We’re less than two months away from the Galaxy S23 launch event, with a recent leak claiming Samsung will unveil the new Galaxy S23 series on February 1st. After this year’s Galaxy S22 performance issues that hurt the phone and Samsung’s reputation, there’s a new reason to be excited about the next-gen handsets. All Galaxy S23 models will run on Qualcomm’s latest Snapdragon 8 Gen 2 chip, which is great news.
Moreover, rumors a few weeks ago indicated that the Ultra might sport an exclusive variant of the Snapdragon 8 Gen 2 chip, clocked higher than the chip versions that will be available to other Android vendors. A new leak indicates the base Galaxy S23 model will get the same exclusive System-on-Chip (SoC) variant. But the benchmarks aren’t nearly as good as the S23 Ultra, signaling a potential issue.
Prominent Samsung leaker Ice Universe found evidence a few weeks ago that the Galaxy S23 series will feature an overclocked Snapdragon 8 Gen 2 SoC variant. Separately, other leaks for the chip powering the Vivo X90 Pro+ showed the new Qualcomm silicon will put up a great fight against the iPhone 14 Pro’s A16 Bionic.
Fast-forward to December, and SamMobile discovered a new Geekbench listing that shows scores for the base model. The mid-November result indicated that the Galaxy S23 Ultra will clock at a top of 3.36GHz for the fastest chip core. Comparatively, the regular Snapdragon 8 Gen 2 chip runs at a top speed of 3.19GHz.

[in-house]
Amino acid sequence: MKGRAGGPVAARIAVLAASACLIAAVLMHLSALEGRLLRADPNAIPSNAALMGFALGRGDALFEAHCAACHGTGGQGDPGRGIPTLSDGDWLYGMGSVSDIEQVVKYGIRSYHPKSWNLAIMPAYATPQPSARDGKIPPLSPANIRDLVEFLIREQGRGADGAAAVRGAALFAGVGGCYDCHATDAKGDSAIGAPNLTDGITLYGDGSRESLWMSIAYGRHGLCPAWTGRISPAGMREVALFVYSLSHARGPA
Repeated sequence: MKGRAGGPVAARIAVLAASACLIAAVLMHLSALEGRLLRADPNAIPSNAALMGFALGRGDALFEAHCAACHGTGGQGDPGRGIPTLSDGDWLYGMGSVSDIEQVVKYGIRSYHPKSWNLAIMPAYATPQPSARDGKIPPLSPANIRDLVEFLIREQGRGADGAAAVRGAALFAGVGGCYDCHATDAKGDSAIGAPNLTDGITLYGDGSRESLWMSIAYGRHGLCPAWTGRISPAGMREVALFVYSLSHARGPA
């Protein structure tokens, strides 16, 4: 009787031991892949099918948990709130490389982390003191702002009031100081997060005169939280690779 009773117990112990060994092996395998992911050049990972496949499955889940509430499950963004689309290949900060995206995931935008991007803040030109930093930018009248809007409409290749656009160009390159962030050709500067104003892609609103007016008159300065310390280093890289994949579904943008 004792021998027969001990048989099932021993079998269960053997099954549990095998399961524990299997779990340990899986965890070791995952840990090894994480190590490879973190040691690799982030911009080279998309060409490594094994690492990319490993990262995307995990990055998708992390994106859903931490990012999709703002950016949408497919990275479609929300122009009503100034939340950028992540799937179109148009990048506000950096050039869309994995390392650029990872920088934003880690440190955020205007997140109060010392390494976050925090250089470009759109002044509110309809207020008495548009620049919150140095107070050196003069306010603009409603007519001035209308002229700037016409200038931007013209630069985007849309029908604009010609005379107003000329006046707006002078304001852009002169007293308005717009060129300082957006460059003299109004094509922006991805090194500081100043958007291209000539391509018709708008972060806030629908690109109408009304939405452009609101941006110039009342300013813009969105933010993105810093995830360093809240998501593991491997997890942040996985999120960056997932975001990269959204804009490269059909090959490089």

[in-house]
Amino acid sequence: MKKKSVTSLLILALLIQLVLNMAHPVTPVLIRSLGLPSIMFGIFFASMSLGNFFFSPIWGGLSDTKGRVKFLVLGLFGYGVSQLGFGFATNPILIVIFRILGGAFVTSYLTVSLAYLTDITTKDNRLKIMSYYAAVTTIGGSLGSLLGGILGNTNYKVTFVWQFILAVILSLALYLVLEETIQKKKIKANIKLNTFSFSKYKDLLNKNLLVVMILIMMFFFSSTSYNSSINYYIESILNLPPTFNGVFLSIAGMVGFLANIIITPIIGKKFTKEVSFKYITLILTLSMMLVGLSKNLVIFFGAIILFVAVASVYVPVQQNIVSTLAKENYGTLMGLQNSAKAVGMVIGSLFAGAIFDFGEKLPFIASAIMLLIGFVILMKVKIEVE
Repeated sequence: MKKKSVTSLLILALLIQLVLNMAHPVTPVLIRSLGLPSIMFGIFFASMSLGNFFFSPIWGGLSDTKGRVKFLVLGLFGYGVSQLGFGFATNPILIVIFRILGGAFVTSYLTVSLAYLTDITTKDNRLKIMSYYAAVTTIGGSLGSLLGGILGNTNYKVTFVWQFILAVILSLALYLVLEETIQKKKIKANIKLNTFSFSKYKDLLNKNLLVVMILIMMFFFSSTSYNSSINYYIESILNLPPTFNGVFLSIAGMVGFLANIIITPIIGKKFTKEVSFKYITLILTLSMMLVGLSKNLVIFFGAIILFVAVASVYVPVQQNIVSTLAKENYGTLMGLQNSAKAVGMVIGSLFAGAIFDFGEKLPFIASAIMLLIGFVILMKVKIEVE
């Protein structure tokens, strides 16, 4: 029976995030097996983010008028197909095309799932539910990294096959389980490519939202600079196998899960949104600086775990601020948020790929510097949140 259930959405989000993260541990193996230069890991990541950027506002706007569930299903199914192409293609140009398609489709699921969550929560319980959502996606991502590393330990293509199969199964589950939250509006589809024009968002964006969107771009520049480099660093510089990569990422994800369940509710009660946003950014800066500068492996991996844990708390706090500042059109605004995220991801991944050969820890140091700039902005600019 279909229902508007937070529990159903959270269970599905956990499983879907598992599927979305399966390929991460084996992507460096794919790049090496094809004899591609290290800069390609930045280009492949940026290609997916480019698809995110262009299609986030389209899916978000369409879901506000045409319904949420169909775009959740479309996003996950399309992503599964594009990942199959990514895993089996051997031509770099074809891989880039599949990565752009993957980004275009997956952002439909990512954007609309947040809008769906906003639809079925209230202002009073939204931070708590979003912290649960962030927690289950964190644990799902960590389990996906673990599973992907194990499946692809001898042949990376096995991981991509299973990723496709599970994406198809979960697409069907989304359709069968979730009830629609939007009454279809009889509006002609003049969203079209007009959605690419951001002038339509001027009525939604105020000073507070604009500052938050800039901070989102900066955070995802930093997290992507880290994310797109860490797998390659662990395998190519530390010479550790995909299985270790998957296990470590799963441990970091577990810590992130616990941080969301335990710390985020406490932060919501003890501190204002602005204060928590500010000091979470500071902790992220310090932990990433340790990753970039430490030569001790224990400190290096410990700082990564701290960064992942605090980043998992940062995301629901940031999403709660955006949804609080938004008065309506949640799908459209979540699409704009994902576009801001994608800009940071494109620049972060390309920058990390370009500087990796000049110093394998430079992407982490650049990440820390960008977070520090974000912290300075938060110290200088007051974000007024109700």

The new Galaxy S23 benchmark test reveals the same 3.36GH frequency for the fastest CPU core. Moreover, the GPU is also overclocked, running at 719MHz instead of the 680MHz speed the chip should get.
However, the Galaxy S23 running on this overclocked chip only scored 1188 and 3099 in single-core and multicore tests. That’s well below the 1504 and 4580 scores of the Ultra from mid-November. And it’s a surprise, considering that both devices feature the same overclocked Snapdragon 8 Gen 2 chip.
One explanation is that we’re looking at a Galaxy 23 variant running beta software. Benchmarks usually improve on commercial units.
But there’s another scenario to consider. The base Galaxy S23 model might not have great cooling. In such a case, performance throttling is to be expected. That’s what happened with the Galaxy S22 this year, and the Exynos 2200 variants suffered greatly.
Overclocking the chip but not improving the phone’s cooling wouldn’t be ideal. It’s also the kind of decision that will surface once people start taking the new handsets apart.
Separately, Samsung has committed to not cutting costs on its 2023 flagships, which should include the Galaxy S23 series. But just as that report came along, Ice Universe warned that the Galaxy S23 might not feature cooling systems that work as well as other Android handsets.
This is all speculation and conjecture at this point. We’re talking about early benchmarks for a flagship that won’t launch until February 1st.
We should not lose sight of the fact that Samsung is doing the right thing by going for Snapdragon-only chips in the Galaxy S23 series. Or that it negotiated an exclusive variant of the new flagship SoC. And, hopefully, the Galaxy S23 won’t have the same performance issues as the Galaxy S22.